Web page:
Taminir broke into a cold sweat then, he always did when he remembered the panic, the screaming, the hysteria; as sinkholes, storms, earthquakes – everything at once – shook the earth for hours. The world was falling apart. Within three days, after things had abated enough to allow it, the maxicorps, taking those who could afford to go with them, left for Mars. Taminir and the brain trust could have gone too but most of them agreed that with the section-drilling and terra-compacting done, the lifeseed could do its work unfettered. Besides, the one billion or so survivors left on earth would need it to work. It took them three months of seed-feeding, in the worst possible circumstances, through another onset of unnatural planetary disasters as earth death-throed the the last of its decay, to stabilize (they hoped) the planet. But in that time the earth’s population fell to, near as they could tell, four hundred and something million. There were days when he saw Jhaenella bawl like a baby for hours on end, he did too. But there were also the days he saw her steel herself like the grimmest warrior to see the unnatural disasters through to their end.
They lost so much. They lost three quarters of their team. Who didn’t die in some freak accident or event, went insane and took their own lives. All that were left were Taminir, Jhaenella, Artemia, James and the cocoons. Cocoons that could withstand the decay and the unexpected radiation fallout that threatened to kill off the four hundred and falling million others. Cocoons that were too few in number.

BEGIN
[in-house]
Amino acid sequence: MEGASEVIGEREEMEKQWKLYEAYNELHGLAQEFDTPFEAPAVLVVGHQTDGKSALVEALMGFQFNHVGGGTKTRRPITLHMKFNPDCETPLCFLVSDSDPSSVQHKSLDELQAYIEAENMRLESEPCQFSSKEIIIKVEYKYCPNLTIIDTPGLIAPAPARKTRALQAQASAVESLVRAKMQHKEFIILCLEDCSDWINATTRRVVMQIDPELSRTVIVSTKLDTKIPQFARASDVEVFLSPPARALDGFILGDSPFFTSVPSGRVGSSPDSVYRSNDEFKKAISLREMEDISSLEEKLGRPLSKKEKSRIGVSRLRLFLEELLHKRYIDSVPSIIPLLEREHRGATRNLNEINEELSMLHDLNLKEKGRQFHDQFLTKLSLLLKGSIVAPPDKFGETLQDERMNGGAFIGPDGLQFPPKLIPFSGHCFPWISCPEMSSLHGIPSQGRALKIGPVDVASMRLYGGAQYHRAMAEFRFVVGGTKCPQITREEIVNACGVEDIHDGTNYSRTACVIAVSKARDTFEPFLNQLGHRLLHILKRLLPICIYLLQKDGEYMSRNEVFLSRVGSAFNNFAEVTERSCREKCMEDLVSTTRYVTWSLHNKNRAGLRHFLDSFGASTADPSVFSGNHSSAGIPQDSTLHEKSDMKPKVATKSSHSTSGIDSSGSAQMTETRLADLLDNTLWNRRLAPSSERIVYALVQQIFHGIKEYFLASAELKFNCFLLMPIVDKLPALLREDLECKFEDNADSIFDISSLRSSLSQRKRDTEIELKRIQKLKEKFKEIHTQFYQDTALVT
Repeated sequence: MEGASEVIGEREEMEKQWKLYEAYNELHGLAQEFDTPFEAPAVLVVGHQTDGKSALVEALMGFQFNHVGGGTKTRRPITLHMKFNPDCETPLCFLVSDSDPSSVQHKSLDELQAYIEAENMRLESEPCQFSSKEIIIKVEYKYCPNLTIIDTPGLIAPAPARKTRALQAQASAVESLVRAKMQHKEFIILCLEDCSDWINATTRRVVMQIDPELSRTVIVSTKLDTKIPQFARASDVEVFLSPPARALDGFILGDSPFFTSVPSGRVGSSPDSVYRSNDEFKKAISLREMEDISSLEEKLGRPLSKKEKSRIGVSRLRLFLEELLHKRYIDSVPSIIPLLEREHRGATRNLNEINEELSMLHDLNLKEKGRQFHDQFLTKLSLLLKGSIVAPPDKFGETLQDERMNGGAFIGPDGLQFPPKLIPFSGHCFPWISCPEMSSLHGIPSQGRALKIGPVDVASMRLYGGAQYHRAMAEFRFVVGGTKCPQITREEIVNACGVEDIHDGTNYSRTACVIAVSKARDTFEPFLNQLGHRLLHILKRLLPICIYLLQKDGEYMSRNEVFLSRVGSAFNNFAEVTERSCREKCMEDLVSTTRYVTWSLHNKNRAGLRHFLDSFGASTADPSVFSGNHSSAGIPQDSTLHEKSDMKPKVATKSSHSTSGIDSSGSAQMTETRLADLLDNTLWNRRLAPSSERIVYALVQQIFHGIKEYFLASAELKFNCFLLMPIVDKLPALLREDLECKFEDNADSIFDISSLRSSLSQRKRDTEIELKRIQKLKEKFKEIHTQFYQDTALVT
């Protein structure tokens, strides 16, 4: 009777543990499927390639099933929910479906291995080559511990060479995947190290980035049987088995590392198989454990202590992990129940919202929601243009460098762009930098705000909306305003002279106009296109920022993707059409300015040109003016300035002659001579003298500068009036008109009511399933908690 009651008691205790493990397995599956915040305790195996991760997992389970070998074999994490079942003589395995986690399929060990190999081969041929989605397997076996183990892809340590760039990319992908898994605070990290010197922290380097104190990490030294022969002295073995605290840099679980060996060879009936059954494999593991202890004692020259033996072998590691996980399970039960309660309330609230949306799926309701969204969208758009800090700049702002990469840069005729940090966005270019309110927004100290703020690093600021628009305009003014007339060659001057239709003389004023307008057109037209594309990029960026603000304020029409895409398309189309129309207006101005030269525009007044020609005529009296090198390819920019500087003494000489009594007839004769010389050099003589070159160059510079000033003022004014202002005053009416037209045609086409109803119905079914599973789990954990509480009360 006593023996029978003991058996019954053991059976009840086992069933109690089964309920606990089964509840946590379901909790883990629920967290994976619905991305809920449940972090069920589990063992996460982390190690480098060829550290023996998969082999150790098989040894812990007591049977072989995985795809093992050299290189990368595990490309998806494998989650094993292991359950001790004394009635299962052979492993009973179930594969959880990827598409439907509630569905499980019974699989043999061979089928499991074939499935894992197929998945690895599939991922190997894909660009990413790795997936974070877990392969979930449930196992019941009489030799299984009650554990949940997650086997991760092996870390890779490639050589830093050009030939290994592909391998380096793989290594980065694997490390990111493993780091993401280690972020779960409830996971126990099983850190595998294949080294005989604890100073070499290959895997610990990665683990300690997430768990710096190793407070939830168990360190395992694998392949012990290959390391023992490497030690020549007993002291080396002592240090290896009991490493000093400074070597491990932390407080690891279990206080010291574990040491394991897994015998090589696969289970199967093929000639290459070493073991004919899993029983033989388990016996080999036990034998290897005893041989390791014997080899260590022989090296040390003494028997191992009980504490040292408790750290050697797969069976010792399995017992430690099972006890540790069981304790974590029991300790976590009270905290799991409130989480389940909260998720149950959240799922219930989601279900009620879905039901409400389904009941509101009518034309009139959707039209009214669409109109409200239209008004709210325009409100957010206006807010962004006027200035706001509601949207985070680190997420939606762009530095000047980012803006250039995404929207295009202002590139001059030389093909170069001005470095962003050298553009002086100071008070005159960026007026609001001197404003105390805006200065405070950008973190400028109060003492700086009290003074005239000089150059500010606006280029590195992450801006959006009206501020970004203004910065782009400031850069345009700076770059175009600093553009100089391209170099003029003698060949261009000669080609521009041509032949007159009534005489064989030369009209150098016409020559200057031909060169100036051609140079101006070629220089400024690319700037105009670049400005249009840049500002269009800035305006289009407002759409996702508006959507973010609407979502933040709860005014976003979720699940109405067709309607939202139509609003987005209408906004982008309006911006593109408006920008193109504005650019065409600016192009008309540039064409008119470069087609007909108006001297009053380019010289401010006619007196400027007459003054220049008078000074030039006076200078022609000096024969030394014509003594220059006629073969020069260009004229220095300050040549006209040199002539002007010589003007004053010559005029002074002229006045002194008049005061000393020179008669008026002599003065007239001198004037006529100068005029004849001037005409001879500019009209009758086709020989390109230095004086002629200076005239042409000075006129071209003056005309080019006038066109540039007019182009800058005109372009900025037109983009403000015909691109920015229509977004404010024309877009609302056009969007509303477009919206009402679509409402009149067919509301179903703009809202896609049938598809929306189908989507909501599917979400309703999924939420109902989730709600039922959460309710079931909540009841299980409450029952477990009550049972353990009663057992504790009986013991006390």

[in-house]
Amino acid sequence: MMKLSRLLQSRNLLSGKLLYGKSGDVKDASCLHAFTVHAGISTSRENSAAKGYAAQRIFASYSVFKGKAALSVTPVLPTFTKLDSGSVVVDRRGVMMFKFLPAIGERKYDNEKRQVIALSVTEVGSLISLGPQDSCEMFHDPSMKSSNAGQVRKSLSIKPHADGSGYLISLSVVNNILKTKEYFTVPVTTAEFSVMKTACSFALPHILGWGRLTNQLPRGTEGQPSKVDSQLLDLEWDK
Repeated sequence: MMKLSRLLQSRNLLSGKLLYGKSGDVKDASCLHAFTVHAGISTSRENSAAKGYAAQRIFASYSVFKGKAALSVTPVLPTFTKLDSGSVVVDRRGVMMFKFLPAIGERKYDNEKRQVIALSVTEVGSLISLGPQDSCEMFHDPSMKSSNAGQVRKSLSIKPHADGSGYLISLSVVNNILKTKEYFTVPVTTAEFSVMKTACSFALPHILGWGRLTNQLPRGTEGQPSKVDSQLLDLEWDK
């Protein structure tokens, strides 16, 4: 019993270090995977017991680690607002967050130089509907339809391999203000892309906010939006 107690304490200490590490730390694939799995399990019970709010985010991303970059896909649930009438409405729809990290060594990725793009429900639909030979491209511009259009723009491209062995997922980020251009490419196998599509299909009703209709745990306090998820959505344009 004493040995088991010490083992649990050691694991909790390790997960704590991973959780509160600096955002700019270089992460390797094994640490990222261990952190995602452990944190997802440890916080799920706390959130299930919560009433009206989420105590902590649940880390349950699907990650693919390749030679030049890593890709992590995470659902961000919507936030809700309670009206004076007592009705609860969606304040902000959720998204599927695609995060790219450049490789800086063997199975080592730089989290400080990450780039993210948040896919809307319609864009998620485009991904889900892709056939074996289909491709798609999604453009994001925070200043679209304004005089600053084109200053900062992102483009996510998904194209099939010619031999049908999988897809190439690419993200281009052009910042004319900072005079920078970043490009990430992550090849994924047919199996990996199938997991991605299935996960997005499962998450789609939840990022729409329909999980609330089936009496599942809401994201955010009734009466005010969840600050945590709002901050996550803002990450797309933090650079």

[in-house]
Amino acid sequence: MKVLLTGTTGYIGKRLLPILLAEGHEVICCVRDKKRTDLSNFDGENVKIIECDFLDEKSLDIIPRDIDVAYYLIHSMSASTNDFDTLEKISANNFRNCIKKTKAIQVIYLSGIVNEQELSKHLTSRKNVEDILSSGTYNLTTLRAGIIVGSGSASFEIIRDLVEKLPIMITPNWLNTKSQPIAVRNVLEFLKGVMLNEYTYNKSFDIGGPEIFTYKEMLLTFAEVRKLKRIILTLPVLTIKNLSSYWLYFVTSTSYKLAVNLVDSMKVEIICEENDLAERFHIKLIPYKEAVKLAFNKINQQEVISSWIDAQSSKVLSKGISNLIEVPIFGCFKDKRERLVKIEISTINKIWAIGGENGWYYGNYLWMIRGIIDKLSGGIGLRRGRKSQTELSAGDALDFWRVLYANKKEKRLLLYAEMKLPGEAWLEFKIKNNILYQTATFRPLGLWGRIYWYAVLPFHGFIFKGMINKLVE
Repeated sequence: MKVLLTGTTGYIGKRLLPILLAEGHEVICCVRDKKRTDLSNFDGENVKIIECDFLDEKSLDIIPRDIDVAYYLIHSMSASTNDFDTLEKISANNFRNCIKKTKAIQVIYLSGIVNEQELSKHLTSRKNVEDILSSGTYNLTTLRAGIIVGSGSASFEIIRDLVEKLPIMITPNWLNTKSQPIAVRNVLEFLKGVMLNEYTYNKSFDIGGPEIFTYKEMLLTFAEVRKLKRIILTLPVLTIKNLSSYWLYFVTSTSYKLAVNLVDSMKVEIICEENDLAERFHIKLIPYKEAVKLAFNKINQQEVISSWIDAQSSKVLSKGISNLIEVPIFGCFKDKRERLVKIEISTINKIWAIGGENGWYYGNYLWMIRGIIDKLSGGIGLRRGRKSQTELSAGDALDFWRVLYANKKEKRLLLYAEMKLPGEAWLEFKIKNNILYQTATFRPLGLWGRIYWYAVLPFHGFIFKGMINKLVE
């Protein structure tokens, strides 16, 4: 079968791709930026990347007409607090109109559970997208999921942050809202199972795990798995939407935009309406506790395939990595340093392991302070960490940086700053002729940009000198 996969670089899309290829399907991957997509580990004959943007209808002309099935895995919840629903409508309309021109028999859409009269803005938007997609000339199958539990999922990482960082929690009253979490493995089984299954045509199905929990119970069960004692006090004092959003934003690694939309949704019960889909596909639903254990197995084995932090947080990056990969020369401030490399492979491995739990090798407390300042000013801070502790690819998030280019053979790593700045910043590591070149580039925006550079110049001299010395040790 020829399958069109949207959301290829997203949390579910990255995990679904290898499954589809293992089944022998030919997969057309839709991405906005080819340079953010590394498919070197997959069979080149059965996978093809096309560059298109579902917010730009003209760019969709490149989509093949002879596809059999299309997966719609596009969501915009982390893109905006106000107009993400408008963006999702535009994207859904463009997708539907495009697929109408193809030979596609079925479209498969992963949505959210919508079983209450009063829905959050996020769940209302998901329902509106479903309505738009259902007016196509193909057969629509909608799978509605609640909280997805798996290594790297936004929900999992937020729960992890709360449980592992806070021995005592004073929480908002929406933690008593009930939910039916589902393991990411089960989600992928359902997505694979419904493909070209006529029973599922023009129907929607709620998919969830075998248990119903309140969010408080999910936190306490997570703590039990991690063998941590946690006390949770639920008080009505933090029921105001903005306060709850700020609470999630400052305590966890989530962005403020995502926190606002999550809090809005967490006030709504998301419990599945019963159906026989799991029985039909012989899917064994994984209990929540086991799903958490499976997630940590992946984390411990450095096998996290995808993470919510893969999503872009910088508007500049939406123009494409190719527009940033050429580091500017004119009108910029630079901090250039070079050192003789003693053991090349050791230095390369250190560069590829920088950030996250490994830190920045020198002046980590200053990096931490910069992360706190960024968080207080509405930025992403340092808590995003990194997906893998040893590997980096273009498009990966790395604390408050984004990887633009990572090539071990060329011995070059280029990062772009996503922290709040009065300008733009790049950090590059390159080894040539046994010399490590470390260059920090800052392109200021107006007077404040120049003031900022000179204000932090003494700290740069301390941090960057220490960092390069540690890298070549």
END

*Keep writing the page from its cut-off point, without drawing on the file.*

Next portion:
The four of them managed to send out a few hundred cocoons between them via the drone network, but they knew the hope of the cocoons finding their intended targets was the hope of keeping a candle lit during an oxyvacuum implosion. Artemia convinced them that they did all that they could and it was time for their cryosis. So they had last meals, said their farewells, he and Jhaenella made love, much too briefly, one last time and four of the earth’s best, last hopes for survival shut the door on their cocoons.
Five years, two months, two weeks, three days, nine hours, twenty two minutes and fifty seven seconds later Taminir realized that for him, cocoon-life was not entirely over. It was time to move.
Taminir reached for the tablet and, with it clamped under his arm-pit, hauled himself back to the cocoon. Using the facsimile process worked just as they’d hoped. By mimicking the mannerisms of his wife and programming them into a basic artificial intelligence, with record transmission capabilities, uploaded into a temporary android body, it gave Taminir the emotional boost he needed to find the strength to make it out of the cocoon and access the transmissions he would need to find Jhaenella.
They thought of everything, as only the most connected of lovers and scientists could for each other. They knew that the first step, once either had awoke, if they awoke, was to ensure that the shared resources of their twin cocoons would allow and immediate protein rush to the inhabitant of the cocoon that opened first. This would give that person enough of a jolt of energy to allow their body to acclimatize to the environment the cocoon opened into; air quality, temperature etc. That person’s job was to catalog all the data they could, via scanners and first-hand exploration of their area within a one mile radius. That person became the beacon. That person waited.